Charleston midfielder Zach Prince is never shy about expressing his opinion in the Battery's locker room.

Battery game

Charleston Battery vs. LA Galaxy II

When: Saturday, 7:30 p.m.

Where: Blackbaud Stadium

Records: Galaxy 8-3-3 (27 points); Battery 3-5-4 (13 points)

Tickets: 971-4625

So when the subject of Monday's World Cup match between the United States and Ghana came up earlier in the week, the former College of Charleston star didn't hesitate to let his Battery teammates know which team he thought would win.

"We got a lot of guys from all across the world in our locker room and so everyone is pulling for their country to win," said Prince, who expressed confidence in the U.S. team. "It's all friendly trash talking, but it's definitely there. You got to let the other guys know who you're pulling for."

Charleston midfielder Aminu Abdallah and defender Emmanuel Adjetey are both from Ghana and know they are outnumbered in the Battery's locker room when the discussion turns to the World Cup.

The Battery, which spent all week preparing for its USL Pro match Saturday night against the LA Galaxy II at Blackbaud Stadium, will have an informal watch party for the U.S.-Ghana match. Abdallah and Adjetey figure they'll have a few allies in the room during the match. Mamadou Diouf (Senegal) and Amadou Sanyang (Gambia) are geographically aligned with their teammates from Ghana.

"I've got to represent the African continent and go with Ghana," Sanyang said. "I know it won't be popular with some of the guys, but you've got to stick with your brothers."

But other than that, Abdallah and Adjetey will see a lot of red, white and blue on Monday.

"It's a huge match for us," Abdallah said. "It's the first game of the World Cup and you want to put your best foot forward. We made it out of the group in the last World Cup and we want to do even better this time. The American players on the team have been talking, but we'll wait and do our talking after the match is over."

Ghana defeated the United States in the last two Worlds Cups - 2006 and 2010 - by identical 2-1 scores.

"The United States will be out for revenge, so we know it's not going to easy for us to win this match," Adjetey said. "We knocked them out of the World Cup last time and that was a huge victory for our country. I think that gives us confidence."

The United States and Ghana are in what many believe to be the toughest group - Group G - in the World Cup tournament, which kicked off Thursday with Brazil's 3-1 victory over Croatia. Nicknamed "The Group of Death" by the international media, the U.S. is joined by Germany and Portugal in the group stage. Germany is the second-ranked team in the latest FIFA rankings, while Portugal is fourth; the U.S. is 13th and Ghana is No. 37.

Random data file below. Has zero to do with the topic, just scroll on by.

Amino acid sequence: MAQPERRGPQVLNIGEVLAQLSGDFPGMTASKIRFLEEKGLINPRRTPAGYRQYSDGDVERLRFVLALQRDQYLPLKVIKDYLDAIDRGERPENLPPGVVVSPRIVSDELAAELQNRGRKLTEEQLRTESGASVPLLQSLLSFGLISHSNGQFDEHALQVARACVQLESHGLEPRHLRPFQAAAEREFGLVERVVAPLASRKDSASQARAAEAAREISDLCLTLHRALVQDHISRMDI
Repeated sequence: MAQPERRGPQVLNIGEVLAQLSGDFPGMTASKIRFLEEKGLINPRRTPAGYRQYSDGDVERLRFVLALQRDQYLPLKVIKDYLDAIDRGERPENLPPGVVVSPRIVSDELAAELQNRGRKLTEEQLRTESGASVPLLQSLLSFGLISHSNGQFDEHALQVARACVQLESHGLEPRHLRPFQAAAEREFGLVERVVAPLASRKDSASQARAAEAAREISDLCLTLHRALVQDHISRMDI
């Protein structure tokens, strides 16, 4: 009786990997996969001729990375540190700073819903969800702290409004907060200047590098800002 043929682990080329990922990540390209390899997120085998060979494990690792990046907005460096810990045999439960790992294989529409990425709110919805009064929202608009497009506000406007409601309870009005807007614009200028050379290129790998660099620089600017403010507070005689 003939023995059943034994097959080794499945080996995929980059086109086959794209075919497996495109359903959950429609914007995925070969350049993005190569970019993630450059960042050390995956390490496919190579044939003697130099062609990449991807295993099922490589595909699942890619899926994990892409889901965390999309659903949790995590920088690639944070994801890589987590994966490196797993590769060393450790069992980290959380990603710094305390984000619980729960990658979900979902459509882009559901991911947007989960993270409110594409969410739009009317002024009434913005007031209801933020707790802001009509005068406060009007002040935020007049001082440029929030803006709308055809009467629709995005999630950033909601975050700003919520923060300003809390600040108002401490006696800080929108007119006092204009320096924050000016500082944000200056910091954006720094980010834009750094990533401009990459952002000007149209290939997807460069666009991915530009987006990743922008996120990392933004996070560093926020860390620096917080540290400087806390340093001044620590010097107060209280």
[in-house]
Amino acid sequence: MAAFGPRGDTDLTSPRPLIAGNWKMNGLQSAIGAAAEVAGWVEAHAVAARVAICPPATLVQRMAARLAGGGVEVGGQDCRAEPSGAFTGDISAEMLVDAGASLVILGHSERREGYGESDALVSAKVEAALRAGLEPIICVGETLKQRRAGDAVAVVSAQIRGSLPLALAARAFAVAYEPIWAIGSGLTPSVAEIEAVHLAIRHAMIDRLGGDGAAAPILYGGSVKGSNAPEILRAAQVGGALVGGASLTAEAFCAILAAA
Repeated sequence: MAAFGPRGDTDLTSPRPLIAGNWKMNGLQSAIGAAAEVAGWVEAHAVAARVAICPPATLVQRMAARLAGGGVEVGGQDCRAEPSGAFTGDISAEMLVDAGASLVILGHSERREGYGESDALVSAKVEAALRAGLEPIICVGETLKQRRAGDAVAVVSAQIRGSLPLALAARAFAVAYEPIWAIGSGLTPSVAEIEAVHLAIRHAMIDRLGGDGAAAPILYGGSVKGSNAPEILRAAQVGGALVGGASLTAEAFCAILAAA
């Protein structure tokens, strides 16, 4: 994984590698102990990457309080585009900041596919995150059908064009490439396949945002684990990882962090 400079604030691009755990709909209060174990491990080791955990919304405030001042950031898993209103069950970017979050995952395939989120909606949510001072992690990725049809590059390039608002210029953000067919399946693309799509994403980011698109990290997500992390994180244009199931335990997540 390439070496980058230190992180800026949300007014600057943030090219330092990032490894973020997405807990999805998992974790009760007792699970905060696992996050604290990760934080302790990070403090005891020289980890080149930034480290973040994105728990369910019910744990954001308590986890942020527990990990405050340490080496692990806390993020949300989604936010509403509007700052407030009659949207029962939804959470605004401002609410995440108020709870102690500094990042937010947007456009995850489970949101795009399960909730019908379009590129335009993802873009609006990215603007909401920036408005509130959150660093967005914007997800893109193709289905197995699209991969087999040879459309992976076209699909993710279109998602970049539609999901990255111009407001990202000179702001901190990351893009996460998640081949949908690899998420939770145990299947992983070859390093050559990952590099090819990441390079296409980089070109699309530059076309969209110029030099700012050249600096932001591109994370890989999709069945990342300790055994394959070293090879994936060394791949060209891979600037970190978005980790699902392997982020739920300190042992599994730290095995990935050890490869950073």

That's why winning Monday's match will be crucial for the U.S.'s chances of getting out of their group.

"I'm optimistic, I think they'll get it done," said veteran Battery defender John Wilson. "It won't be easy, but I think the U.S. will beat Ghana and get a result or tie with Portugal. If they can find a way to contain (Cristiano) Ronaldo and sneak one in, I really like their chances against Portugal."

In an informal poll, most of the Battery players felt like the United States would get out of the group stage.

"They've got to beat Ghana and then get a result against either Germany or Portugal," said Battery captain Colin Falvey, a native of Ireland. "I'm pulling for the U.S. It's kind of my adopted country, so I want to see them make it out of the group stage."

Defender Quinton Griffith and keeper Odisnel Cooper have played in World Cup qualifying matches during the careers. Griffith, who played against the U.S. in a qualifying match, has scored four goals for the Antigua and Barbuda national team in international competition. Cooper has made three appearances for the Cuban team in World Cup qualifying matches.

"It's an emotional time for me because I've played against some of the countries before," Cooper said. "You're playing against the best teams and best players in the world."

United States coach Jürgen Klinsmann created some controversy when he told the media that he didn't think the team was ready to win a World Cup title.

Charleston coach Mike Anhaeuser said Klinsmann was probably using gamesmanship to motivate his players.

"Americans love an underdog and I think he said it so his guys can be a little loose coming into the tournament," Anhaeuser said. "We had that great run in Korea and made it out of the group stage and then really struggled in the last World Cup when expectations were so high. I think he's trying to get other countries to overlook us a little bit."

Anhaeuser said he has tried to keep his players focused on their game against the LA Galaxy II.

"I don't want guys sitting around watching soccer for six hours (Saturday) before the match," Anhaeuser said. "I want them to do whatever they normally do the day of a match. I've brought it up a couple of times during training this week."